BlackBerry: Earnings Were Dim, But the Story's Not Over

Adrian is a member of The Motley Fool Blog Network -- entries represent the personal opinion of the blogger and are not formally edited.

The past 12 months were amazing for BlackBerry (NASDAQ: BBRY). Until about a week ago, the stock price was up 62% thanks to the street's high expectations on BlackBerry 10 (BB7) services, BlackBerry's latest attempt to recover market share and become a leading player in the smartphone space. But high expectations need real revenue to survive. And eventually the time for investors to demand some real sales to keep their long positions had to come, just like all things in life. The D-Day: Friday, June 28, 2013. After BlackBerry reported disappointing first-quarter results in the morning  (revenue of $3.1 billion, quite below estimates; and a pessimistic outlook and loss projection for the second quarter), it all went wrong: down 27.76% in a single day.

BlackBerry bulls were particularly hurt by the disappointing sales of BB10 devices: 2.7 million units. This number includes sales of BlackBerry Z10, which is the flagship of all the BB10 series and is considered by many as the last hope for BlackBerry to become an important player in the fiercely competitive smartphone market. But 2.7 million units sold was just too low. Goldman Sachs was projecting 3.5 million units. Wells Fargo, too. Societe Generale went as far as projecting 5 million units and Jefferies, around 4 million units.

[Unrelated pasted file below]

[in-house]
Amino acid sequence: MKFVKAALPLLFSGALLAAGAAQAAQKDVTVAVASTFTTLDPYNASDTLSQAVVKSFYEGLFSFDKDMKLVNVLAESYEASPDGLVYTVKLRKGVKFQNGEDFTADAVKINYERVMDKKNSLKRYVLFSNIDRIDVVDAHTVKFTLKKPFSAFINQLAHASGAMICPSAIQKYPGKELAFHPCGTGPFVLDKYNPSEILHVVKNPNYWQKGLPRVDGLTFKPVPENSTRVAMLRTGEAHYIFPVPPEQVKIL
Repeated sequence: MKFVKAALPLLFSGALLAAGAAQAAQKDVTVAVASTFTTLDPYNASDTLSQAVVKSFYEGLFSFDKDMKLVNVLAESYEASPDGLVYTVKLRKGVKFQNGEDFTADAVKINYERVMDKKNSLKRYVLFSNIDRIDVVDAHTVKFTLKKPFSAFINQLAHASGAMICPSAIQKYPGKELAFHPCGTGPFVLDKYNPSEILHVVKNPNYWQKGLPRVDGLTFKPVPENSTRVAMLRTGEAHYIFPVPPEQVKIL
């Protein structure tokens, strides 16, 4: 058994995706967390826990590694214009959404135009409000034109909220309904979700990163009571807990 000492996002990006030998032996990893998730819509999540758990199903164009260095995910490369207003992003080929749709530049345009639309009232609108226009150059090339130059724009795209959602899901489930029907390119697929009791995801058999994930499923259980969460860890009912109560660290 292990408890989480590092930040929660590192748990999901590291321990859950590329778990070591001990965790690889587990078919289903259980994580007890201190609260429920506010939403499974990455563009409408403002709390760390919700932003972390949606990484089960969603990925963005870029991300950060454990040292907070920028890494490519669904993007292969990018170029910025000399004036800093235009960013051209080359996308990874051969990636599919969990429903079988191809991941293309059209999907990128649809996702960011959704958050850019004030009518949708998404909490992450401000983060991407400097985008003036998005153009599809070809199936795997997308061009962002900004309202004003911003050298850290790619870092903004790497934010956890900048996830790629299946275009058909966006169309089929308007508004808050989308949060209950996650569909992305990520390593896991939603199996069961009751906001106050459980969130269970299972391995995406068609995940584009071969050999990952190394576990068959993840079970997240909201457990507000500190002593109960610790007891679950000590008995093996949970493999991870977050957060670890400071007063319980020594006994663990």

Notice, however, that a -27% hit on stock price has caused BlackBerry's market capitalization to go as low as $5.5 billion dollars. You have to agree with me that, although BlackBerry is definitely having serious issues competing against major giants in the smartphone market, $5.5 billion dollars looks, at first glance, like a very cheap valuation. 

Is it time to be a bull or a bear?

First, we need to know how serious the situation is. The company confirmed that it is having problems with profitability and competitors. EPS came negative. Adjusted loss from continuing operations for the first quarter was $67 million ($0.13 per share). The outlook for the next quarter is uncertain and pessimistic: "The smartphone market remains highly competitive, making it difficult to estimate units, revenue and levels of profitability." And, even worse, the company missed on revenue estimates by a big margin, which means that the Z10 did not help much, at least until now.

Before the earnings call, 182.6 million shares were shorted, but many refused to become bears simply because most sell-side analysts kept their buy or overweight ratings. To make things more confusing, StatCounter statistics (which measures Internet traffic, including traffic coming from BlackBerry devices) gave a hint that BlackBerry could beat the street consensus. It showed an increase in Internet traffic coming from BlackBerry devices:

 

However, even though BlackBerry devices seem to be increasing in number (as measured by percentage traffic coming from mobile devices), now we can be sure that it will take more time for BlackBerry to sell enough devices to break the buck and beat the street consensus. Luckily for BlackBerry, even though sales are not enough now to make a real difference in the stock price, the graphic shows a healthy growth trend that could make a real difference in a couple of quarters.